WELLINGTON, New Zealand — All Blacks back-rower Jerome Kaino said we would never intentionally hurt an opposition player and that the incident involving British & Irish Lions scrum-half Conor Murray from the first Test was more an issue of poor timing.
Kaino fronted the media in Wellington on Tuesday afternoon, revealing the fallout from the weekend’s controversial charge-down incident had sent his Twitter feed into overdrive.
Just when it looked like the talking would happen on the pitch the war of words reignited between the two coaches after Steve Hansen bit back at Warren Gatland’s allegations over the All Blacks targeting Conor Murray.
British & Irish Lions coach Warren Gatland will ask the referees to clamp down on the All Blacks’ “dangerous” harassment of Conor Murray’s kicking game after Saturday’s first Test defeat to New Zealand.
Lions coach Warren Gatland first raised the All Blacks’ targeting of Murray on Sunday before New Zealand coach Steve Hansen labelled his opposite’s claims as “desperate and predictable“. But with video of Kaino’s charge-down gone wrong doing the rounds on social media, the All Blacks back-rower was hit with a flurry of questions as to the nature of the incident.
“Yeah I’ve seen it reviewing the game and it’s popped up on my twitter feed about a million times so it’s a bit hard to avoid it,” he said. “I guess people have their opinions on it and all I can say is it wasn’t my intention to go out there and target his planted foot; it’s never nice when you have things done to you outside the laws and the way we do things is within the spirit of the game.”
With Murray’s box-kicking a key part of the Lions’ game plan in Auckland, and likely to again be a focal point in Wellington on Saturday, it was no surprise the All Blacks tried to limit his effectiveness.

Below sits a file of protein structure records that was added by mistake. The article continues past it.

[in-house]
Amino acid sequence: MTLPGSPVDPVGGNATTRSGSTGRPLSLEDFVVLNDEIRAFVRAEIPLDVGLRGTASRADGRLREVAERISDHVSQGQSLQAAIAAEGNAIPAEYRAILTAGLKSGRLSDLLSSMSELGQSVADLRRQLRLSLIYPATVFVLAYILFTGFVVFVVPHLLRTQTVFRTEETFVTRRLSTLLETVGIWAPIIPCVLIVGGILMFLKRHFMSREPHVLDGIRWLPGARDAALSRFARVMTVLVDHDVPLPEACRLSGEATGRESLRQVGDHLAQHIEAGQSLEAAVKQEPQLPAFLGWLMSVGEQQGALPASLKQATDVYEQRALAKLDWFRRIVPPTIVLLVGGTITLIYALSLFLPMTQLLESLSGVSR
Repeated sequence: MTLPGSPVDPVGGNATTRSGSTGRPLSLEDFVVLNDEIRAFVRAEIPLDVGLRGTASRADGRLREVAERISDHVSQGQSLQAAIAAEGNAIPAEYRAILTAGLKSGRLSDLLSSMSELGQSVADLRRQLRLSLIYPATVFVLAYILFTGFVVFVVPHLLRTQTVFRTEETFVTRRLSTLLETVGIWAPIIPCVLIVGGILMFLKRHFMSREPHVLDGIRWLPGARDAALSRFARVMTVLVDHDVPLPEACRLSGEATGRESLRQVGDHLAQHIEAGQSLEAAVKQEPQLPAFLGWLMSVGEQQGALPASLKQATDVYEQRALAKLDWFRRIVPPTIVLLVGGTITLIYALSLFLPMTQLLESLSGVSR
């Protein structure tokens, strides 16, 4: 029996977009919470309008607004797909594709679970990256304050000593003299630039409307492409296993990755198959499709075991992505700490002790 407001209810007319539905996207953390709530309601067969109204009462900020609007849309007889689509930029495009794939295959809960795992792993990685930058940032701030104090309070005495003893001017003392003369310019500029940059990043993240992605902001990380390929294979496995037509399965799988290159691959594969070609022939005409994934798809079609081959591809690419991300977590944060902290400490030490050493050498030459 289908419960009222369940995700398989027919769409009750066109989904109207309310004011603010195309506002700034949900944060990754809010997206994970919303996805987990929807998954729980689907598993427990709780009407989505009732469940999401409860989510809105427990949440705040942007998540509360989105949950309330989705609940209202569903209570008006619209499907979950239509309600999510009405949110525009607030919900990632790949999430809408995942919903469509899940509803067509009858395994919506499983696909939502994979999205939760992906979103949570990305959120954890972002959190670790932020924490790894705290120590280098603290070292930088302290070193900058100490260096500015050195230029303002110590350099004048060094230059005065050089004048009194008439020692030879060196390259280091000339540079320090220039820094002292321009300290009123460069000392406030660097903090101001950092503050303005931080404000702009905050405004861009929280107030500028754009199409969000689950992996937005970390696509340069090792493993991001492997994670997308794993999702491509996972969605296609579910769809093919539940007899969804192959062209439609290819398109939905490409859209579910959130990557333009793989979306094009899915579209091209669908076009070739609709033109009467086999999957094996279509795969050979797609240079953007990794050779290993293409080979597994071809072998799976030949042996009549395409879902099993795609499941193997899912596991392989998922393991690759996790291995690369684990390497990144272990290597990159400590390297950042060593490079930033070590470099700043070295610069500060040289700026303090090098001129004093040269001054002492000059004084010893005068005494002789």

But Kaino said no All Black would ever act outside rugby’s laws.
“We weren’t told to do anything, we know their strengths and we see ways where we can pressure them,” he said. “But not only him, they have so many strengths in their team and we try come up with ways where we can nullify them but it’s all within the rules and the laws.”
Conor Murray Stephen McCarthy/Sportsfile via Getty Images
In attempting to explain the Murray incident in more detail, Kaino added: “Well I didn’t go into tackle him…what I was trying to do was, his swinging foot, if you can disrupt that it’s like an ankle tap. So you disrupt the kicking. My timing was off and [I] rolled into his planted foot and that’s what I believe happened, if that’s clear enough.”
Kaino, a veteran of 78 Test caps, needed all of his experience as the travelling British and Irish media pressed him on the incident for close to 10 minutes. And not wanting it to evolve into something similar to Tana Umaga’s tackle on Brian O’Driscoll from the 2005 Lions series, Kaino could have done little more to explain the incident.
“You always look at things on how you can improve and I look at that incident, and yeah there are areas where we can improve,” he said. “But I think what’s at question here is my intent and what kind of player I was and all I can say is that I’d never go into a game trying to target someone and intentionally hurt them. So I just wanted to clear that up.”
The Lions’ battle the Hurricanes in their final midweek game on Tuesday night.
Source Article from http://www.espn.co.uk/rugby/story/_/id/19745976/jerome-kaino-responds-conor-murray-incident-says-never-intentionally-injure
Kaino: No intention to injure in Murray incident
www.espn.co.uk – RUGBY